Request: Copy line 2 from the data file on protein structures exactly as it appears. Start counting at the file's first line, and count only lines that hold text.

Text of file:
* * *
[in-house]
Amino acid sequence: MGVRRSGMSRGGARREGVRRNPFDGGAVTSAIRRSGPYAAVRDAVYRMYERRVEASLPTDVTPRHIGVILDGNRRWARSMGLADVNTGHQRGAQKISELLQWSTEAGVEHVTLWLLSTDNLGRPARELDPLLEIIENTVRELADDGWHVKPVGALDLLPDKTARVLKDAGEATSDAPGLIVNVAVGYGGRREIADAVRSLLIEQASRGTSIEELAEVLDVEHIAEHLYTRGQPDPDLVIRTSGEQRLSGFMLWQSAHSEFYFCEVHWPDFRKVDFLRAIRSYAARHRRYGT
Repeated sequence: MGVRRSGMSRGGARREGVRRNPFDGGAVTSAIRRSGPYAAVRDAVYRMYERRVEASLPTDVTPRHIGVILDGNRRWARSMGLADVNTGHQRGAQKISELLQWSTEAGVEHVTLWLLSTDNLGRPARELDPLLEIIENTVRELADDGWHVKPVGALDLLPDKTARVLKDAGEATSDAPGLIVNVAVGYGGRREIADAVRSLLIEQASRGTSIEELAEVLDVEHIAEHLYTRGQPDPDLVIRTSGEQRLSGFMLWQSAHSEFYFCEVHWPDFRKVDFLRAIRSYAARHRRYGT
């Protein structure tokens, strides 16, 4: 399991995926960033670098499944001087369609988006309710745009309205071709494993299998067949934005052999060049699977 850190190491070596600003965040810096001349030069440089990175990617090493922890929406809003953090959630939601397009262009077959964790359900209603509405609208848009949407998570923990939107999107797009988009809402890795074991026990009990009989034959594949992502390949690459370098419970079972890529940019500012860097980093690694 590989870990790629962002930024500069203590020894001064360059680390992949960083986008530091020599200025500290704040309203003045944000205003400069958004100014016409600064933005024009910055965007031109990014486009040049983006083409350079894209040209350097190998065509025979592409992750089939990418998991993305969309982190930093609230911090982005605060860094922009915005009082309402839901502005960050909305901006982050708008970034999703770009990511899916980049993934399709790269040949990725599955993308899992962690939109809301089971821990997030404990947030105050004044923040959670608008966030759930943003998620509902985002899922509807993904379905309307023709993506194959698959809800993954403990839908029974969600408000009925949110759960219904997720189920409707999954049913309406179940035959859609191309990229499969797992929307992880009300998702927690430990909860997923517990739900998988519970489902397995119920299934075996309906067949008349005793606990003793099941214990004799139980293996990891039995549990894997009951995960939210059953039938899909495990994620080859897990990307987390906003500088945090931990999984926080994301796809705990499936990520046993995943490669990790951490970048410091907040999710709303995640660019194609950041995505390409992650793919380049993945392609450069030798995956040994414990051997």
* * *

Amino acid sequence: MGVRRSGMSRGGARREGVRRNPFDGGAVTSAIRRSGPYAAVRDAVYRMYERRVEASLPTDVTPRHIGVILDGNRRWARSMGLADVNTGHQRGAQKISELLQWSTEAGVEHVTLWLLSTDNLGRPARELDPLLEIIENTVRELADDGWHVKPVGALDLLPDKTARVLKDAGEATSDAPGLIVNVAVGYGGRREIADAVRSLLIEQASRGTSIEELAEVLDVEHIAEHLYTRGQPDPDLVIRTSGEQRLSGFMLWQSAHSEFYFCEVHWPDFRKVDFLRAIRSYAARHRRYGT